By Caroline Liu
“superchlorine,” you say, “this makes absolutely no sense. Sure, ‘lambda’ has ‘lamb’ in it, but then ‘lampoon’ has ‘lamp’ in it, so are you going to draw a ridiculous lamp or something next? Why are you doing this?!”
WAIT, it has more meaning than just, “Ooh, ‘lambda’ has the substring ‘lamb’, I’mma gonna make a comic outta that.” You see, the copula – essentially the verb “to be” – in Japanese is -da. So to say “__ is a lamb”, you would say lamb-da. So
lambda = "__ is a lamb". Har, har! Funny, right?
Even funnier in a geeky linguistic-y way is that in lambda calculus, lambda is a function that binds a variable to a predicate. This means that whatever value that variable holds, that value will have the property of that predicate. E.g. in
x is a variable and
p = "is tall", we’re saying that “x is tall”. If
x = "Adam", then the lambda function plops “Adam” in
p, and gives us the result “Adam is tall”.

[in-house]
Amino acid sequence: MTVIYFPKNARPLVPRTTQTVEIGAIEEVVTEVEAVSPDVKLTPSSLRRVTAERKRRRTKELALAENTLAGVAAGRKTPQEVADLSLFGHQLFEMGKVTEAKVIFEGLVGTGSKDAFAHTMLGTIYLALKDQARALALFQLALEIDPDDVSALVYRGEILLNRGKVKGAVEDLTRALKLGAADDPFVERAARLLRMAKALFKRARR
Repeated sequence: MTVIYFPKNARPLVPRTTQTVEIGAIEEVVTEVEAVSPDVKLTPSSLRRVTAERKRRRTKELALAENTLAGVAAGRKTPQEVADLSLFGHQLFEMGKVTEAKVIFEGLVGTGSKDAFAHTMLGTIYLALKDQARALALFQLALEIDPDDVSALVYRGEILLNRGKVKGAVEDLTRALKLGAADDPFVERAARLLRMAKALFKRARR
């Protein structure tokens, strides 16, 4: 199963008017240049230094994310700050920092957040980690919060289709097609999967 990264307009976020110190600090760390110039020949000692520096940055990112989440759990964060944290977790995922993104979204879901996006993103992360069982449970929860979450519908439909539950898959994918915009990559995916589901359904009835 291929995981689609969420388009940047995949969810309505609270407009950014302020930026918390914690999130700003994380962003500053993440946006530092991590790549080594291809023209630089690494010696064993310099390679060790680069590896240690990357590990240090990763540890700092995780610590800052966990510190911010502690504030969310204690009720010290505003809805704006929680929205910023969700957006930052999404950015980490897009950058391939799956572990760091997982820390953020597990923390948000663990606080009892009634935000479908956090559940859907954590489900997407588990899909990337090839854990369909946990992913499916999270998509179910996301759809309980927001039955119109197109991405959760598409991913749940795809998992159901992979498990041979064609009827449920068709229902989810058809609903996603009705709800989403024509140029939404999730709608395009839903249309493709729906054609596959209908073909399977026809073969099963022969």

Now, back to lambs. “is a lamb” is clearly a predicate – it gives some object the property of being a lamb. Above, I said that
lambda = "__ is a lamb". Why the blank space? Japanese drops subjects – so if you want to tell someone that you (he/your little sister/your pet snake/etc) are(is) eating, you can get away with just saying “Am eating” if it’s clear in the conversation that you’re talking about yourself (that guy/your sister/your pet snake/oh you get it already right?). So, if you look at just the sentence “Am eating” with no conversation context, the subject is kinda…variable. Variable subject with a predicate in Japanese? Lambda calculus? Lamb-da? LAMBDA!
Oh, so much linguistics geekery. I am almost embarrassed, but not quite there yet.
Anyway, Japanese version:
And a Korean version, which is kind of pushing it because you would say lamb-ee-da in Korean instead to avoid adjacent consonant sounds. I was having too much fun making these graphics though, so here you are:
Idea thanks to a friend who pointed out that “lamb-da” had a different interpretation in Japanese.